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What we measure: noise levels in the workplace

Marie Bannister
March 11, 2021

We have all been told to “keep the noise down” at some point in our life. It’s distracting as it is annoying, but how can monitoring noise, without recording it of course, positively impact our working environment? In this article we explore just this, and explain why noise monitoring is a necessity for every industry.

Contents:


Nothing gets recorded

The first thing to point out, with the Airthings for Business solution, is that no sound is recorded. The focus is on volume. As we know, noise levels are measured in decibels (dB), and the louder the noise, the higher the decibels. Decibels can be adjusted to human hearing. Noise level is thus described in decibels A (dBA)1.

Therefore, the solution provides you with your average levels over a period of time, shown in a dBA graph, to help you identify the loudest periods. This can help you determine if your workspace is optimal or not, for concentration, stress levels and productivity.

Ensure a healthy working environment 

Noise can be distracting, as we are well aware. The fewer interruptions in the office or educational buildings for example, will boost your productivity and concentration. Similarly for healthcare environments less noise can create a peaceful environment to better help those in recovery.

The Center for Disease Control (CDC) estimates that 22 million workers are exposed to potentially damaging noise at work each year.2

Noise monitoring has long been a standard in more ‘conventionally’ noisy workplaces. At construction sites you will see for example workers wearing ear protection as well as hard hats, the same goes for factories and their workers. So why is the office, or health care environment a good place to measure to? Surely the noise levels cannot be that high?

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86% of schools exposed to road traffic

On the contrary. In fact, one study which measured 142 schools in the UK and found that “86% of the schools surveyed were exposed to noise from road traffic, the average external noise level outside a school being 57 dB LAeq”3. What is even more interesting is that these particular schools were situated away from flight paths into major airports. And that is just the sound from outside the building. Imagine adding talkative school children into this already noisy environment.

To put this into context, the World Health Organization (WHO) suggest that “When listening to complicated messages (at school, foreign languages, telephone conversation) the signal-to-noise ratio should be at least 15 dB with a voice level of 50 dB(A).”4 This is for people speaking casually at a 1m distance. In this scenario, WHO determined that “Consequently, for clear speech perception the background noise level should not exceed 35 dB(A).”5
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The open plan office conundrum

In an office, background noise is part of the package. Co-workers brainstorm ideas, or gossip at the office cooler. In fact, background noise for some is part of the office charm. During the pandemic, the BBC reported that “Fake background office chatter” is helping some work from home more productively6. So when does office noise become a nuisance?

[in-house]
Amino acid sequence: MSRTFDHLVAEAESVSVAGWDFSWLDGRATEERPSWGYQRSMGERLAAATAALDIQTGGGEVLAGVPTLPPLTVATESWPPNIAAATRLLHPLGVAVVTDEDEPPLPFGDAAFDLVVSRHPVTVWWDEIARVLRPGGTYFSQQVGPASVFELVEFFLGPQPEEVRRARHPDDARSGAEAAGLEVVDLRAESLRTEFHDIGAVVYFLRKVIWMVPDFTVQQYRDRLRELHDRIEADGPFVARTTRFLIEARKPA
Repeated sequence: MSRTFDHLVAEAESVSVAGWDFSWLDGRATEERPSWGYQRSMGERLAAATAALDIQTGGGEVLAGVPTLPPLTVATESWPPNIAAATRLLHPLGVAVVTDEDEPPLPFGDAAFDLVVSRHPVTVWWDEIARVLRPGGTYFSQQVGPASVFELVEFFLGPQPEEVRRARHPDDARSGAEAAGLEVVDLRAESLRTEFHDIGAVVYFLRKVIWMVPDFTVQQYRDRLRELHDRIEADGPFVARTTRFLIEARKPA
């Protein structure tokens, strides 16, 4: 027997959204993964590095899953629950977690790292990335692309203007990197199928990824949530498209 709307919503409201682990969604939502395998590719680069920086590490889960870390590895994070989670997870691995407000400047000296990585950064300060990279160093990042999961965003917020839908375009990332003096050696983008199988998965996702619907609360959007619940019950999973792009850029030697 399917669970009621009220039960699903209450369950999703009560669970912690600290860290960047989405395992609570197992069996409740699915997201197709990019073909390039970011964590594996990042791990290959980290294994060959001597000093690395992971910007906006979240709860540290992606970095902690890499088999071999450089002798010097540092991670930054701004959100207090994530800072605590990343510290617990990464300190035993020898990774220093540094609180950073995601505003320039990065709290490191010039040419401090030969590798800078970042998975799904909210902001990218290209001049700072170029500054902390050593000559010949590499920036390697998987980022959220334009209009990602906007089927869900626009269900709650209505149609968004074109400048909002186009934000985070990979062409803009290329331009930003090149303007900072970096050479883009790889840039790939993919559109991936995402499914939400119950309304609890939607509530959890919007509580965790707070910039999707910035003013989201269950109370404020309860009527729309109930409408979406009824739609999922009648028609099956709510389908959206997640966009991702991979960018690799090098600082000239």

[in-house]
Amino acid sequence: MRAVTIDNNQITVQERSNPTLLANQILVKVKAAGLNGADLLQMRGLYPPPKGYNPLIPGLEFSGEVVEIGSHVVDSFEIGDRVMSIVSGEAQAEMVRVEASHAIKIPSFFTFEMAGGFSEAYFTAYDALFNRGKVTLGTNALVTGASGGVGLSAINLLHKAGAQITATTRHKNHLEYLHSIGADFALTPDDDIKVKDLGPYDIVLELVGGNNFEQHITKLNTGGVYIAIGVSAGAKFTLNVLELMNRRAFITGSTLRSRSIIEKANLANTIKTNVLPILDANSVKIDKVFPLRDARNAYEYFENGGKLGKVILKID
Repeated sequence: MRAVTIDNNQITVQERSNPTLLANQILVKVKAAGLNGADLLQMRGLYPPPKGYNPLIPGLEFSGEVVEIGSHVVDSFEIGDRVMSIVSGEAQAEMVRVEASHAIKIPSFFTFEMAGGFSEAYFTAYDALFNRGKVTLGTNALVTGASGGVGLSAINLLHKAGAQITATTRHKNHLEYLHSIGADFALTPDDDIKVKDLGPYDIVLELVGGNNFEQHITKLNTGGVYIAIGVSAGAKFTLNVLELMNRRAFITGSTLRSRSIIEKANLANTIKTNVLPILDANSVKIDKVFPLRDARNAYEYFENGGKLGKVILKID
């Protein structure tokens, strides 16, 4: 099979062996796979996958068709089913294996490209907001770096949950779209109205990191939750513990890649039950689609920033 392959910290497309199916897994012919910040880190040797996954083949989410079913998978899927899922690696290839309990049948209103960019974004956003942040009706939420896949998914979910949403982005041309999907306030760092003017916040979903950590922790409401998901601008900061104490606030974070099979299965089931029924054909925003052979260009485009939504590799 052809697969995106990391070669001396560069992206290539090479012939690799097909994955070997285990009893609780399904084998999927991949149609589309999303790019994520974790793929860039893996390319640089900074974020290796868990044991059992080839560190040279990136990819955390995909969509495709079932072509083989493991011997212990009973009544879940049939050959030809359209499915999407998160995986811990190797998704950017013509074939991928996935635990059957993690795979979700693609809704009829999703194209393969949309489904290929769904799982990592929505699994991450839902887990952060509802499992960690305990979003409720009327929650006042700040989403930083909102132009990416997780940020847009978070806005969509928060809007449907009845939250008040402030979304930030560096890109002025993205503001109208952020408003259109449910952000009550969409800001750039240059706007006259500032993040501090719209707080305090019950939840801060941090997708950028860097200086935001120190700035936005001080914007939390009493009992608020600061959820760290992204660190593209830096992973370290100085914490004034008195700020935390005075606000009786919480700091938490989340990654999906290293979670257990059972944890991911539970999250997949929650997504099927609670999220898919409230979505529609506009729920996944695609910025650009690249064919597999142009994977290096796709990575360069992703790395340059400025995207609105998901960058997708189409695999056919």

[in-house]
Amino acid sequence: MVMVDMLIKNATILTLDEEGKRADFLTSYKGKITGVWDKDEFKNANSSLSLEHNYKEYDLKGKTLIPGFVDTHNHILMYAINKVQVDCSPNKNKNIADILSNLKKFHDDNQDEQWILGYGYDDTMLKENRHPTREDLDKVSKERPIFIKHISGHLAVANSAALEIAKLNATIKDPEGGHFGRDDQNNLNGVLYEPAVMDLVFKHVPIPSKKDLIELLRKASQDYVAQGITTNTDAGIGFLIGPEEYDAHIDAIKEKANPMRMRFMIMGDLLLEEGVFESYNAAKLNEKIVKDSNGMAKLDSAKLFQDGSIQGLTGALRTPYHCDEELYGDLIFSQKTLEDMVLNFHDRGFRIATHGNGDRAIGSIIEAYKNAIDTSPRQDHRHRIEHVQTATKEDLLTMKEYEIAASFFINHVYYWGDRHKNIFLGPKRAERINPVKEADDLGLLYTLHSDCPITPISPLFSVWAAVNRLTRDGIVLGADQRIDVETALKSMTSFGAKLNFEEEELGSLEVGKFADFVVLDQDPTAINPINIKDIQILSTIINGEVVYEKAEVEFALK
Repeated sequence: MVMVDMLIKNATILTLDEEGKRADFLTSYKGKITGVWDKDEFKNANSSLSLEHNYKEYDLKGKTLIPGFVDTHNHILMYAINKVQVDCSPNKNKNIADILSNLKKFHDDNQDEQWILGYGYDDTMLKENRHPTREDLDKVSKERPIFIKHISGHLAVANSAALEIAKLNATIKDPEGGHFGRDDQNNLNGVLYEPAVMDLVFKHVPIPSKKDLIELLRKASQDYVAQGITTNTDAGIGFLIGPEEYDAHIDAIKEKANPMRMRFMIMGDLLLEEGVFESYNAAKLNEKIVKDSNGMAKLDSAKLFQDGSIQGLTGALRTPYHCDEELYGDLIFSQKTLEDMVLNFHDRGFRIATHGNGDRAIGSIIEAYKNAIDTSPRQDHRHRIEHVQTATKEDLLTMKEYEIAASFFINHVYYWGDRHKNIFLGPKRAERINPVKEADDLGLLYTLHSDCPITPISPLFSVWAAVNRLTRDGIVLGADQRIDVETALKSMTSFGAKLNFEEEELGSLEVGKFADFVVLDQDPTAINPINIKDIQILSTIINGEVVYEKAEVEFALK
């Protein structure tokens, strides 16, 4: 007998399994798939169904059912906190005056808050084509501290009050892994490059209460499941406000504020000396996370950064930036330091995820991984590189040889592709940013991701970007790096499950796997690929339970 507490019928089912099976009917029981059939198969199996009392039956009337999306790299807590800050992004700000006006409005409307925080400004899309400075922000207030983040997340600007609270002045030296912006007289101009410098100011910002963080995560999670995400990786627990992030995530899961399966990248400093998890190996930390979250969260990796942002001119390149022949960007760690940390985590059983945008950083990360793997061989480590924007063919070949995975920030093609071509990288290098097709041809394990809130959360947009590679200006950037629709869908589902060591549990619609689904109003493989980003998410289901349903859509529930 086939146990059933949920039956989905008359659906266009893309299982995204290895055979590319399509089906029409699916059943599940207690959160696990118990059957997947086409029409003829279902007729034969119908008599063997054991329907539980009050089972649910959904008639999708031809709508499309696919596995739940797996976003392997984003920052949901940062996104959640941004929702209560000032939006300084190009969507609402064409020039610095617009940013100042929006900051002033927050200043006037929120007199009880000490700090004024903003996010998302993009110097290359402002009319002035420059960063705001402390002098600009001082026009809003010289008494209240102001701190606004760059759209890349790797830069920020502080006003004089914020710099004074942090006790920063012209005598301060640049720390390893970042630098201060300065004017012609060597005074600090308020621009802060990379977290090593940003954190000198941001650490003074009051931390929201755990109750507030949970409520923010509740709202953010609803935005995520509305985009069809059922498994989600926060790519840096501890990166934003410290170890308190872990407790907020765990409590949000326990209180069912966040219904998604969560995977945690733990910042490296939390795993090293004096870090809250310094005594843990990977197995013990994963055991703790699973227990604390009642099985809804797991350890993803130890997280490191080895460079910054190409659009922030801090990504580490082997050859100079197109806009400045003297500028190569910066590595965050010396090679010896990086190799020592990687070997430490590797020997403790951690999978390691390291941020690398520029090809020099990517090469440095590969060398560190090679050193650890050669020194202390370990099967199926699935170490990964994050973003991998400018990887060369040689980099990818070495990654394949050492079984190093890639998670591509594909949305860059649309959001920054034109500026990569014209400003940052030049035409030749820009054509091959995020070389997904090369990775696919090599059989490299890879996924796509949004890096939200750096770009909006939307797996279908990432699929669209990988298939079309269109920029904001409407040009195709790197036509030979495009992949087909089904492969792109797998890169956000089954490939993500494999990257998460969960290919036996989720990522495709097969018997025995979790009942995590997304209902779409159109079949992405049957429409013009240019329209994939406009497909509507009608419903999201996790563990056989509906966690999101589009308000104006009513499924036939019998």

In what we might call ‘the open plan office conundrum’, modern architecture leans towards the open plan office to foster a collaborative and more relaxed working environment. However, at the same time, this can also create a distracting place to work.  The Francis Crick Institute in London, experienced just this problem. Though marvelled for its design, the Guardian reported that the £700m building was “too noisy to concentrate” in7.

The fact of the matter is, that we all experience sound differently, some enjoy the background hum, some prefer steely silence, and we all know a disturbingly loud noise when we hear one. The key is volume. The National Institute for Occupational Safety and Health (NIOSH) has recommended that all worker exposures to noise should be controlled below a level equivalent to 85 dBA for eight hours to minimize occupational noise induced hearing loss8. Taking measures to ensure that high volume is not consistent over a long period of time can help to produce an optimal environment for concentration, stress levels and productivity.

Want to learn more about the most comprehensive indoor air quality monitor in the Airthings for Business solution, including PM, Noise, Radon and more? Get even more control over your space today with View PLus for Business→
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Sources:

1. www.quebec.ca/en/health/advice-and-prevention/health-and-environment/the-effects-of-environmental-noise-on-health/noise-measurement/
2. https://www.osha.gov/noise
3. https://core.ac.uk/download/pdf/111617.pdf
4. https://www.who.int/docstore/peh/noise/Comnoise-1.pdf
5. https://www.who.int/docstore/peh/noise/Comnoise-1.pdf
6.https://www.bbc.com/news/business-53724338
7. www.theguardian.com/science/2017/nov/21/francis-crick-institutes-700m-building-too-noisy-to-concentrate
8.https://www.osha.gov/noise#:~:text=The%20National%20Institute%20for%20Occupational%20Safety%20and%20Health%20(NIOSH)%20has,occupational%20noise%20induced%20hearing%20loss.